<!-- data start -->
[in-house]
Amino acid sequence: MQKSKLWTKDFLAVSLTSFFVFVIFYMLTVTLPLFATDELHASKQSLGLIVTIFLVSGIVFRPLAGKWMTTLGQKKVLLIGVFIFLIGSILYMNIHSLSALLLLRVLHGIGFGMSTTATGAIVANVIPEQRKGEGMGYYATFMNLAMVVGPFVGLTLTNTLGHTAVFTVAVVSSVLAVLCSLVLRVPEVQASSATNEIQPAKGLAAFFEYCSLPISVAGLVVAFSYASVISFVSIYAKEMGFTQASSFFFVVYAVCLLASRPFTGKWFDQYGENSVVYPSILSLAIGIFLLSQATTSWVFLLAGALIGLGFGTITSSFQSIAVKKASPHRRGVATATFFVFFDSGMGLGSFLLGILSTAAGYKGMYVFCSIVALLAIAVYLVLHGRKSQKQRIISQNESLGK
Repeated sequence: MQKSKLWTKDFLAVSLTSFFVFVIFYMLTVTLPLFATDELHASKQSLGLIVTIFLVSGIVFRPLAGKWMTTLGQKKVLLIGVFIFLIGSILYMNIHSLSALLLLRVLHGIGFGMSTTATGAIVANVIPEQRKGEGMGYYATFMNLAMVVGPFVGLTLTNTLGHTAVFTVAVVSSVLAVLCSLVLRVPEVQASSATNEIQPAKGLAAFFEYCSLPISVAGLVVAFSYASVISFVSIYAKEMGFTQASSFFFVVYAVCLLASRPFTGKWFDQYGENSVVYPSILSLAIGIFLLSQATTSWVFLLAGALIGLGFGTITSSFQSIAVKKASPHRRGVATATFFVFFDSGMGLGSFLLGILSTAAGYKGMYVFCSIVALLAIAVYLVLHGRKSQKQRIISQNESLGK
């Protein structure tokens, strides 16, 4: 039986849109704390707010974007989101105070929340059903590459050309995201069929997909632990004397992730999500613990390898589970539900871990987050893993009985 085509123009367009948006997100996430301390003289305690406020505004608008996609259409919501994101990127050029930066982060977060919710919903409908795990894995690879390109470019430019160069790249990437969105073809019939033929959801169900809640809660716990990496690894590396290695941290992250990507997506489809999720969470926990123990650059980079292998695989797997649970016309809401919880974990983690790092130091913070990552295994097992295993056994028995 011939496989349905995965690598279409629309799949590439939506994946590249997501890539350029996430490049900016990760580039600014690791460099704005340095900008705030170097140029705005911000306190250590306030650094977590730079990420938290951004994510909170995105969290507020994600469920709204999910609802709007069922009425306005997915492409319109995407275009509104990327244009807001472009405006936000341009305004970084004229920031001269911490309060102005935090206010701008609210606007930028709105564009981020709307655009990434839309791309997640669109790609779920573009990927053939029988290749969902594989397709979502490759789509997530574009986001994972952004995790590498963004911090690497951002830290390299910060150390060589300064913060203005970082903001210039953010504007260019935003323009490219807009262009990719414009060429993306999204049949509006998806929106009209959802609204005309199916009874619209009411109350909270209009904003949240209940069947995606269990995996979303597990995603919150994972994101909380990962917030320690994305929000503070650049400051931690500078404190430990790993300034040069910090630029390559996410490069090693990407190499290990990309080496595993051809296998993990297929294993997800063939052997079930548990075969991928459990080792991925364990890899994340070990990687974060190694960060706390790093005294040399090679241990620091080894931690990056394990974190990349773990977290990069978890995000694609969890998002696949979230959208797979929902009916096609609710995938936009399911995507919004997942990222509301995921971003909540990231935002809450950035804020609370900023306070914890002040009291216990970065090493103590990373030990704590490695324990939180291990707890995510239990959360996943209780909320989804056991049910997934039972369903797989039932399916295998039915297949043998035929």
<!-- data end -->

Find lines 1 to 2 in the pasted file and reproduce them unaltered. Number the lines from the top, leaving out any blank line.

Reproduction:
[in-house]
Amino acid sequence: MQKSKLWTKDFLAVSLTSFFVFVIFYMLTVTLPLFATDELHASKQSLGLIVTIFLVSGIVFRPLAGKWMTTLGQKKVLLIGVFIFLIGSILYMNIHSLSALLLLRVLHGIGFGMSTTATGAIVANVIPEQRKGEGMGYYATFMNLAMVVGPFVGLTLTNTLGHTAVFTVAVVSSVLAVLCSLVLRVPEVQASSATNEIQPAKGLAAFFEYCSLPISVAGLVVAFSYASVISFVSIYAKEMGFTQASSFFFVVYAVCLLASRPFTGKWFDQYGENSVVYPSILSLAIGIFLLSQATTSWVFLLAGALIGLGFGTITSSFQSIAVKKASPHRRGVATATFFVFFDSGMGLGSFLLGILSTAAGYKGMYVFCSIVALLAIAVYLVLHGRKSQKQRIISQNESLGK